“I want to be clear, we are not going to lower our food standards in any trade deal we sign. I will never sign a deal that is bad for British farming. We have a range of tools – from tariffs, to quotas to safeguards – to protect farmers from unfair competition.
“And we have kept the agriculture industry close to our negotiating approach through our Trade Advisory Group, which includes organisations like the NFU, like Cranswick, and through regular engagement with farmers and the devolved administrations.
“We also listened to the NFU by establishing the Trade and Agriculture Commission, ably led by the excellent Tim Smith.”
New Sustainable Farming Incentive
Mr George Eustice, insisted UK farming standards would not be compromised, adding that farmers can ‘face the future with confidence now that we have left the EU’.
While he acknowledged the pig sector, which he said difficulties were primarily due to COVID-19 export bans from pork plants, he said many sectors, including beef and lamb, continue to see strong market prices, while the UK’s self-sufficiency in food production has increased for the first time since 2014.
He signalled plans to use powers in the Agriculture Act to strengthen the position of farmers in the supply chain and bring transparency and fairness.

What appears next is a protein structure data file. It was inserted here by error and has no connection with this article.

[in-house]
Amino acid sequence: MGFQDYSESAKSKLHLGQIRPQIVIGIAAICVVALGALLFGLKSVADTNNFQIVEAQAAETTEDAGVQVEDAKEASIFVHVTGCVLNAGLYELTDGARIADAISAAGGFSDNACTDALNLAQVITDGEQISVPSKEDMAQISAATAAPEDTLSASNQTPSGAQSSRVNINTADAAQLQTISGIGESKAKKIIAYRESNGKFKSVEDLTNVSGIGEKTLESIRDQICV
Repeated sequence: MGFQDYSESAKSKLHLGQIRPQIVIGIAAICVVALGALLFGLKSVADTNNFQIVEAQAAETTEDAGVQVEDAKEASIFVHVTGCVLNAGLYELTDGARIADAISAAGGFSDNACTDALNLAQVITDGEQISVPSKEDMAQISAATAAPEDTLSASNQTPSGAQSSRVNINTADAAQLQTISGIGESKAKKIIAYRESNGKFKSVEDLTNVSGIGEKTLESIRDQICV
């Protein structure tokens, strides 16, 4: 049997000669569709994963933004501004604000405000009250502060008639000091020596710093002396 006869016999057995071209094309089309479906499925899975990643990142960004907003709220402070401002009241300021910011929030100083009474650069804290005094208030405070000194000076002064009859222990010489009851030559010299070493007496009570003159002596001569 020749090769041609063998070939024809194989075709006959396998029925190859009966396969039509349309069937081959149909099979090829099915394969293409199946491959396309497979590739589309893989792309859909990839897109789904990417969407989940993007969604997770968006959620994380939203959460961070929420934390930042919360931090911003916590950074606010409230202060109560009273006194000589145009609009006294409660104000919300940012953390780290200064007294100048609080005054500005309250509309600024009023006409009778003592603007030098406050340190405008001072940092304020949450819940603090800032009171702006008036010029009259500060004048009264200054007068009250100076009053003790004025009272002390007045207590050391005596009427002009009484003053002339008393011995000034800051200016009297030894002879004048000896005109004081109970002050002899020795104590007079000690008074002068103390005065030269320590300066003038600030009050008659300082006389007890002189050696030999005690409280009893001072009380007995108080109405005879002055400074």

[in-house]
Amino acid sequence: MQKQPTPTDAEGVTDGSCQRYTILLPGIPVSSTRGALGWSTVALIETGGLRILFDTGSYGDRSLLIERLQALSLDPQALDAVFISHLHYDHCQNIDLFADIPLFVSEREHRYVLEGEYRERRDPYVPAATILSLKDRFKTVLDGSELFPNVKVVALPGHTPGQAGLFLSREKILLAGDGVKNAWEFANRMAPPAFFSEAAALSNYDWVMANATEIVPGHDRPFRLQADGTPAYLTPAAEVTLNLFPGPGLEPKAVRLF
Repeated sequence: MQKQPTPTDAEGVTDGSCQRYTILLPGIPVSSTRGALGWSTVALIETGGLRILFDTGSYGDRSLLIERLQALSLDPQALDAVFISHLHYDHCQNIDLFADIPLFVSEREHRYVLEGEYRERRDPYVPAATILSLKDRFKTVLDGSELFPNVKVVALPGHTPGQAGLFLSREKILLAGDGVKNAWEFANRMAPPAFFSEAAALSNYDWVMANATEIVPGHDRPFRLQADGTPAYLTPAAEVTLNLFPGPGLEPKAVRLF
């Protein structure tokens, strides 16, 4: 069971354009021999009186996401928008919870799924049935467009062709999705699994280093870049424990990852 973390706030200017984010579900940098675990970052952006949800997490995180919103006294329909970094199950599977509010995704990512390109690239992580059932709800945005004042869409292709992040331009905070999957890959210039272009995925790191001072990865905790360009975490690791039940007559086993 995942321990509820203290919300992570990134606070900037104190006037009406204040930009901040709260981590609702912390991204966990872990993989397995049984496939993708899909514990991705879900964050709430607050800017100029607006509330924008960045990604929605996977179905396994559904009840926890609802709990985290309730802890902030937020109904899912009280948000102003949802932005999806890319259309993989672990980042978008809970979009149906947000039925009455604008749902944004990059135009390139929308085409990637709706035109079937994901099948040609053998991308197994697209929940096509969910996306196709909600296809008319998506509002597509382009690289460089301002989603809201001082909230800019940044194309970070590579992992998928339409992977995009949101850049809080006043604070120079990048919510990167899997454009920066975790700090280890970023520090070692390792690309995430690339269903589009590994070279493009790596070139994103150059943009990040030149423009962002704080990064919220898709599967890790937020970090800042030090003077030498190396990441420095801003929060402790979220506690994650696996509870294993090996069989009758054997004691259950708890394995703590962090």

He also announced that hundreds of farmers around the country will pilot the Sustainable Farming Incentive from mid-2022. This is a new scheme which will reward farmers for taking actions that benefit the wider environment to create greener landscapes, promote cleaner air and water, and guard against environmental risks such as climate change and flooding.
A new relationship
Sir Keir Starmer became the first Labour Leader to address the NFU conference since 2008, setting out why he wants there to be a new relationship between the Labour Party and British farming and rural communities.
He acknowledged how that was ‘indicative of the perceived distance that’s grown up between Labour and the countryside’, quoting Shadow Labour Minister Maria Eagle’s comment that she identified a sense that Labour saw rural communities as an ‘afterthought’.
“And today I want to set out how we can build that new relationship. Because no Party can claim to represent the country, if we don’t represent the countryside,” he said.
The Labour leader, who visited Minette Batters’ farm last year, highlighted Labour’s support last year for British farming, ‘from fighting for high food standards to protecting family farms’.
He said the high food standards must be maintained in future and recognised ‘as a great strength, not as a bargaining chip in trade deals’.
Among his policy suggestions, he said a Labour Government would implement a wage subsidy to create new apprenticeships in farming and other industries and to bring forward planned funding for the Lifetime Skills Guarantee.
It would also encourage people to buy more British food, including seeing if more of the £2.4bn the public sector spends each year on catering could spent with British farmers and British producers.
He concluded: “I’m convinced that there’s a lot more we share in common than most people might think. And I can assure you this: From now on, British farming and the countryside will never be an “afterthought” for Labour again.”